By Chris Mc Loone
Extinguishing industrial fires, such as those occurring at refineries, requires massive amounts of water and foam or both. These types of incidents require a tremendous degree of coordination to establish the water supplies necessary for the required flows.
For many years, Union County, New Jersey, has deployed the Union County Neptune Task Force for these types of fires. The task force maintains a variety of equipment, including 12-inch hose, Kidde’s Neptune system, and an Iron Man nozzle. Deputy Chief Carl Heitmeyer, of the Elizabeth (NJ) Fire Department, coordinates an annual drill where task force members go through an evolution to achieve a target flow, usually between 5,000 and 8,000 gallons per minute (gpm). Besides putting the system in service for large fires, it also helped dewater tunnels after Hurricane Sandy.
Bob Gliem, industrial products specialist for Ferrara Fire Apparatus, was in New Jersey for a fire expo in 2016 when Heitmeyer conducted the task force’s annual drill. The two have known each other for 10 years because they both have taught at the flammable liquid school at Texas A&M. Gliem contacted Heitmeyer because Ferrara had a truck in the state and asked if he could bring the truck to the drill to demonstrate it. This year, Heitmeyer invited Gliem back to New Jersey to participate in a pump school for Philips 66 that Heitmeyer was helping to coordinate. Gliem accepted the invitation and arranged for Ferrara and US Fire Pump to participate.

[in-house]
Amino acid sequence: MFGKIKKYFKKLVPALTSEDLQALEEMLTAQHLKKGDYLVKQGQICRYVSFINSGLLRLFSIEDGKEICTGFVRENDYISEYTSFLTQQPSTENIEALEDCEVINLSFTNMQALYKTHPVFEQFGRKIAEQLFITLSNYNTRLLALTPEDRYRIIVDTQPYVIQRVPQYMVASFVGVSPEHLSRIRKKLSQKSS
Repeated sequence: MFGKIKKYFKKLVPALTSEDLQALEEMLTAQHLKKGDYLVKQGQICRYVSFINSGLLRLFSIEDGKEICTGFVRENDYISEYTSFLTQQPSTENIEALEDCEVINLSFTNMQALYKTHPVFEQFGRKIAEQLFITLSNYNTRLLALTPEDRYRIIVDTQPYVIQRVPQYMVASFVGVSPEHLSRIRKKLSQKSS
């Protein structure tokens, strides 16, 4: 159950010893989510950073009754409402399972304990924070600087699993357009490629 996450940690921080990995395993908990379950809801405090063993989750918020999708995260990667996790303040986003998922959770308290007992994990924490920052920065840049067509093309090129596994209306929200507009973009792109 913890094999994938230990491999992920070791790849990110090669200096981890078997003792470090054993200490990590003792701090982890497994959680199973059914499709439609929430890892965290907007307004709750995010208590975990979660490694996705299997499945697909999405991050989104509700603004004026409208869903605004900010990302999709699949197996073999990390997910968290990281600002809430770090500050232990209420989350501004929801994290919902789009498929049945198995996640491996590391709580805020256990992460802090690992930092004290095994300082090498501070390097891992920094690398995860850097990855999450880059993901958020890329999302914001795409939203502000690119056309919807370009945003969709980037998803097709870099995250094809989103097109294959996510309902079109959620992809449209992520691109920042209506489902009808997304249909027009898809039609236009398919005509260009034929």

“We’d been looking for an opportunity to do something like this for a year, and this was a perfect location,” says Gliem. “The layout of the pier—it was good geographically, logistically, and everything worked to get this equipment deployed.” Planning for the event took six months. Organizers ran it as an actual incident, bringing in mutual aid, using unified command, and bringing in additional resources. Target flows for the event were in the 40,000- to 51,000-gpm range. The Neptune Task Force also participated and faced an added level of complexity with the extra equipment Ferrara brought to the evolution.
According to Gliem, the entire evolution required close to two days to set up. “We took our time as well,” he says. “We didn’t rush. There was no urgency. We wanted to make sure we were doing things correctly. It was the first time a lot of these people had seen anything like this. When [Heitmeyer’s] people do their drill, they basically have a predetermined amount of hose they put on the ground. They know exactly where to spot their equipment. So, we really added a lot more equipment, a lot more hose, more vehicles, the fire boat—everything kind of threw a wrench into what these guys had been doing in the past. It was a good exercise. I think everybody got a chance to see what the effort would take if the day would ever come where you’d need this kind of water volume.”
Ferrara and US Fire Pump Equipment